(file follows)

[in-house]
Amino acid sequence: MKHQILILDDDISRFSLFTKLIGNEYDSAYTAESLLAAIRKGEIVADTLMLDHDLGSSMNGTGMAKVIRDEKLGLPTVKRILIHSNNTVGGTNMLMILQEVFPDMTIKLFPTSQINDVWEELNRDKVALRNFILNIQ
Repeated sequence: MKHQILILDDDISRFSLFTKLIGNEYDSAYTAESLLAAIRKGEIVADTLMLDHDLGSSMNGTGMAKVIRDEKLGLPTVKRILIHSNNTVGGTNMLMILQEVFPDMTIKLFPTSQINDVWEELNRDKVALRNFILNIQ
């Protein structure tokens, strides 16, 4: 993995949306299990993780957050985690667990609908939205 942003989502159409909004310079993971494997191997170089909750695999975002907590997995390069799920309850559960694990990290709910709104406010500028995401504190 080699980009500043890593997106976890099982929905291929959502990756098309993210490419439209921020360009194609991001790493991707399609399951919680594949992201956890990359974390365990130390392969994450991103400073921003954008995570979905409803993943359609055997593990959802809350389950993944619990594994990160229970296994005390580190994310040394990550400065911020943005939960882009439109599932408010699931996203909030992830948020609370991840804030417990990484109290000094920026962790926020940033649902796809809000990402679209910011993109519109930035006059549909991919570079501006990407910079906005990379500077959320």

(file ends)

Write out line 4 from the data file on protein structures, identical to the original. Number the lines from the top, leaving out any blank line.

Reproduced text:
């Protein structure tokens, strides 16, 4: 993995949306299990993780957050985690667990609908939205 942003989502159409909004310079993971494997191997170089909750695999975002907590997995390069799920309850559960694990990290709910709104406010500028995401504190 080699980009500043890593997106976890099982929905291929959502990756098309993210490419439209921020360009194609991001790493991707399609399951919680594949992201956890990359974390365990130390392969994450991103400073921003954008995570979905409803993943359609055997593990959802809350389950993944619990594994990160229970296994005390580190994310040394990550400065911020943005939960882009439109599932408010699931996203909030992830948020609370991840804030417990990484109290000094920026962790926020940033649902796809809000990402679209910011993109519109930035006059549909991919570079501006990407910079906005990379500077959320």